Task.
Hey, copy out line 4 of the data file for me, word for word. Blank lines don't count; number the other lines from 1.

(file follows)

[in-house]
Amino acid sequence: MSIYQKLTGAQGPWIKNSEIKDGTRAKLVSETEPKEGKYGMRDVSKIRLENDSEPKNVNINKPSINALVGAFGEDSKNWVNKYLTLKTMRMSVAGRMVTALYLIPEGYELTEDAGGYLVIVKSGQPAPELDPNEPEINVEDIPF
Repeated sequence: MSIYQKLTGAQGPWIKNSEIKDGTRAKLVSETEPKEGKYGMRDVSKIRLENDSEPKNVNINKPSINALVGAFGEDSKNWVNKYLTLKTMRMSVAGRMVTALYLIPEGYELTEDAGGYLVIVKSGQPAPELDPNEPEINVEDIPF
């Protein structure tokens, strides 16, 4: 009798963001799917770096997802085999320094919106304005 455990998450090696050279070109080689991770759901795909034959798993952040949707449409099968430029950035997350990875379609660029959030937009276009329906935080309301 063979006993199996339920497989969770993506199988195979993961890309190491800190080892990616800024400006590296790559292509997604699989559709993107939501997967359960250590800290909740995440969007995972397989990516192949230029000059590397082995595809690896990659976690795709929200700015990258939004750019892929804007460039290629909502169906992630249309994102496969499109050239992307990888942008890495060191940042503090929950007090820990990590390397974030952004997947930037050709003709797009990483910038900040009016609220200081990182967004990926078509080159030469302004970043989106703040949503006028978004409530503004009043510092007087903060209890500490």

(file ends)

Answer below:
């Protein structure tokens, strides 16, 4: 009798963001799917770096997802085999320094919106304005 455990998450090696050279070109080689991770759901795909034959798993952040949707449409099968430029950035997350990875379609660029959030937009276009329906935080309301 063979006993199996339920497989969770993506199988195979993961890309190491800190080892990616800024400006590296790559292509997604699989559709993107939501997967359960250590800290909740995440969007995972397989990516192949230029000059590397082995595809690896990659976690795709929200700015990258939004750019892929804007460039290629909502169906992630249309994102496969499109050239992307990888942008890495060191940042503090929950007090820990990590390397974030952004997947930037050709003709797009990483910038900040009016609220200081990182967004990926078509080159030469302004970043989106703040949503006028978004409530503004009043510092007087903060209890500490």